Housing prices have gotten so out of hand in most parts of the country that many people are better off just renting.
Meanwhile, rental prices are staying steady.
From 2013 to 2017 the national median rent only went up about $200, according to data from Trulia. From 2016 to 2017, it actually dipped about $60.
"While it's still a better deal to buy, the economic benefit has narrowed to the point that in some places, for some households, the decision to rent or buy a home may be too close to call," said Trulia economist Cheryl Young.
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To find out which option is better for you, run some numbers through a couple of online calculators specifically designed to help you determine if you should buy or rent.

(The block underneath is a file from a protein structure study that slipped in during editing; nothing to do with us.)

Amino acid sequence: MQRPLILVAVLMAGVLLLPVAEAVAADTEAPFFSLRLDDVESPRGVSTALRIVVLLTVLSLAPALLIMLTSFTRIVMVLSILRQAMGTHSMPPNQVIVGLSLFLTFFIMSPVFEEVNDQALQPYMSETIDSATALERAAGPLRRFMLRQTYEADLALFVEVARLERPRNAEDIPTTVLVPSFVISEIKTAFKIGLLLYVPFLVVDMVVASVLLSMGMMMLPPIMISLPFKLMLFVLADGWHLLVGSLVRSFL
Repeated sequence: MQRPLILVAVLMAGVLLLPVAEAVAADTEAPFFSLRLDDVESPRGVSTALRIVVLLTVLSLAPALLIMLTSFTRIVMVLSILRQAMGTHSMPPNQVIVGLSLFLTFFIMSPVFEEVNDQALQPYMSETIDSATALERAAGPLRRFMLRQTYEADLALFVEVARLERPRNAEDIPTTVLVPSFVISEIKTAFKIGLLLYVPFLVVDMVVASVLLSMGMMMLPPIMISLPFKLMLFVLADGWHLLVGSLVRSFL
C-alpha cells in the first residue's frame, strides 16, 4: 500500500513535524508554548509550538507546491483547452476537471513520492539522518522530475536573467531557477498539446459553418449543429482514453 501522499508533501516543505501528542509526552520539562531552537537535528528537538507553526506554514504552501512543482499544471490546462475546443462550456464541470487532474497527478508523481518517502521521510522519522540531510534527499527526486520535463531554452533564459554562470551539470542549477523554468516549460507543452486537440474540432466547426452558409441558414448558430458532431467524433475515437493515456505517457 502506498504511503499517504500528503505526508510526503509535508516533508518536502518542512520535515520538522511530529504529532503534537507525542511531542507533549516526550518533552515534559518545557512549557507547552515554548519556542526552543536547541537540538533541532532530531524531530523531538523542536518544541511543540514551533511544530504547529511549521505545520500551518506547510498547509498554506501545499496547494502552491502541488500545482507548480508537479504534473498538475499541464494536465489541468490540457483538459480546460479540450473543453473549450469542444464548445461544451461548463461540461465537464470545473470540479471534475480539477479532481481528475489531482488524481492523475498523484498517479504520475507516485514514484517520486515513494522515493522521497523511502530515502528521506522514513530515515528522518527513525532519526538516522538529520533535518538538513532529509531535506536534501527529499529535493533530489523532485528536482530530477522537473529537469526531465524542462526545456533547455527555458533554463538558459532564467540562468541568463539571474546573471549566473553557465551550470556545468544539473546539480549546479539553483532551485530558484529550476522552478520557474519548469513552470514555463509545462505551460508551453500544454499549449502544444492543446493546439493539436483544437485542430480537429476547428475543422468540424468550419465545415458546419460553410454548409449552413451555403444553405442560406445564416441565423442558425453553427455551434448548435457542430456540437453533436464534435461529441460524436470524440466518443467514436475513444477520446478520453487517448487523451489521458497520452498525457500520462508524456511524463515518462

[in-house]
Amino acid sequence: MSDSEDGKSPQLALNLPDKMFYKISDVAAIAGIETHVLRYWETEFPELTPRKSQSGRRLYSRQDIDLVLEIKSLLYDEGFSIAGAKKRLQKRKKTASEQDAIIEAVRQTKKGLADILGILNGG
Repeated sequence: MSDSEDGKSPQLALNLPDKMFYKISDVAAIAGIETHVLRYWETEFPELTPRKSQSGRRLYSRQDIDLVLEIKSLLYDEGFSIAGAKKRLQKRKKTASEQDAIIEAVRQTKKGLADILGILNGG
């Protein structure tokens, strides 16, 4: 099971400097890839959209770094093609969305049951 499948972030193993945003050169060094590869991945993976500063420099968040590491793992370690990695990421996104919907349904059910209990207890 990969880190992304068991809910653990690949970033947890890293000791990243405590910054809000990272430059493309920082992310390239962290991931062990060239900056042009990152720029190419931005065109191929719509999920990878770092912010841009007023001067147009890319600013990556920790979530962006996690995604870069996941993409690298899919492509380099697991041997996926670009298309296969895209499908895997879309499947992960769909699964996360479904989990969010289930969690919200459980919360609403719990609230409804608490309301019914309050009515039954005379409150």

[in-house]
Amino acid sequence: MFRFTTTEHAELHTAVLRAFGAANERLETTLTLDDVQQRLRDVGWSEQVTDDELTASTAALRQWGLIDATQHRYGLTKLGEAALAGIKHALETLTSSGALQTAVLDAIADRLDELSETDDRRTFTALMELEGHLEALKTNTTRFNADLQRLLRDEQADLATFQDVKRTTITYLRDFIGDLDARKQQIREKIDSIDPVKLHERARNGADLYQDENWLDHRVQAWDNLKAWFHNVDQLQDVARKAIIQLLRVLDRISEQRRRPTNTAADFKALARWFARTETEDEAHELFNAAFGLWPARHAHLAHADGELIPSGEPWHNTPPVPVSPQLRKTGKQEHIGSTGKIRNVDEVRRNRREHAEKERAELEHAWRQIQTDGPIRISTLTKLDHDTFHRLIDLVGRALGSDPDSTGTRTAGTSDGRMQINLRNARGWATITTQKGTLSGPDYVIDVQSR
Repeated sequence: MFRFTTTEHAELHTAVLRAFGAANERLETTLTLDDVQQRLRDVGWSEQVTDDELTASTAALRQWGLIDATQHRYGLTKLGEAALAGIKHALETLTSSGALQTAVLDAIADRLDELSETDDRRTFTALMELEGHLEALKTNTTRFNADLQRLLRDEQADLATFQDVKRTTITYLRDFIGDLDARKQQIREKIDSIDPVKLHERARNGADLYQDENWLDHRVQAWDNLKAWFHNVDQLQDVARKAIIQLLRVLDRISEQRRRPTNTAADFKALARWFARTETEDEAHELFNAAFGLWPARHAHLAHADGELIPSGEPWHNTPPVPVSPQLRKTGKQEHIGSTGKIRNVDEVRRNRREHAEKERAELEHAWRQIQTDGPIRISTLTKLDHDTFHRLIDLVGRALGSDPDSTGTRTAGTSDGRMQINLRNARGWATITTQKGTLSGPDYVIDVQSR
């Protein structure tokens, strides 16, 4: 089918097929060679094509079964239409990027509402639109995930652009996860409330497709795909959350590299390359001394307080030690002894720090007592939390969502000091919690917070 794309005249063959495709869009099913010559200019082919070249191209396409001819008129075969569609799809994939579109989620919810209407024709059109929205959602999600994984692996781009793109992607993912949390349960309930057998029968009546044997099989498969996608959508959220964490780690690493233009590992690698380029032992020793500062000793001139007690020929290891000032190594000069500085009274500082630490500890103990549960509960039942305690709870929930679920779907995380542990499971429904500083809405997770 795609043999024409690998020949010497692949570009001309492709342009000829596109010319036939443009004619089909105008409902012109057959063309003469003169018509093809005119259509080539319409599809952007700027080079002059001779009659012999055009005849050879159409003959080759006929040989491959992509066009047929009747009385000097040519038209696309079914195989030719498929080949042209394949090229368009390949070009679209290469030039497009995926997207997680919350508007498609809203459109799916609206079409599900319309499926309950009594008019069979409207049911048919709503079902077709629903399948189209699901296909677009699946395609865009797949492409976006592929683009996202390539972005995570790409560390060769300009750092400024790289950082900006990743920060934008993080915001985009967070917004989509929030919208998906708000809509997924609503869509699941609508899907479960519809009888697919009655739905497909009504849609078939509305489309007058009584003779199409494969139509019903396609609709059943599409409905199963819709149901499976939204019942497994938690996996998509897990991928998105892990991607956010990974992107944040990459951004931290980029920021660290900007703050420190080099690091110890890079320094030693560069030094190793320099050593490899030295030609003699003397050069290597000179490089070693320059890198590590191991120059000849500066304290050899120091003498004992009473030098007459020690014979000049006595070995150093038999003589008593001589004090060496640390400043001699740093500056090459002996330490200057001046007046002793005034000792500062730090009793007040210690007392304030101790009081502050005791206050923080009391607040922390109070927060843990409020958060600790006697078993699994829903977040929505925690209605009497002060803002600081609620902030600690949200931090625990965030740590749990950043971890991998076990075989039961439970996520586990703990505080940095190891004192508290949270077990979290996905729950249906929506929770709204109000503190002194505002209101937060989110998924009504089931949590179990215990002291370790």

If it turns out that renting is the direction you want to go, there are some things to keep in mind before you start packing your stuff.
- It may be difficult to rent an apartment if you have bad credit, but there are a few things you can do to up the chances of getting the place you want.
- Make a list of all the questions you should ask a potential landlord. If you aren't sure what to ask, we've got you covered.
- Keep in mind that pretty much everything is negotiable, including your rent. "Lease negotiations are most successful towards the end of the month and during winter when landlords are more desperate for tenants," recommends Apartment List.
- Before you sign anything or hand over a single dime toward a deposit, make sure you read the lease. You'll want to make absolutely sure what you're getting into before you commit to a rental because breaking a lease is a huge headache.
If you can't afford to buy a home right now or just don't want to, there's no shame in your rental game.
Lisa McGreevy is a staff writer at The Penny Hoarder. She doesn't mind being a homeowner but loved renting so mowing the lawn was someone else's problem.
This article originally appeared on The Penny Hoarder.
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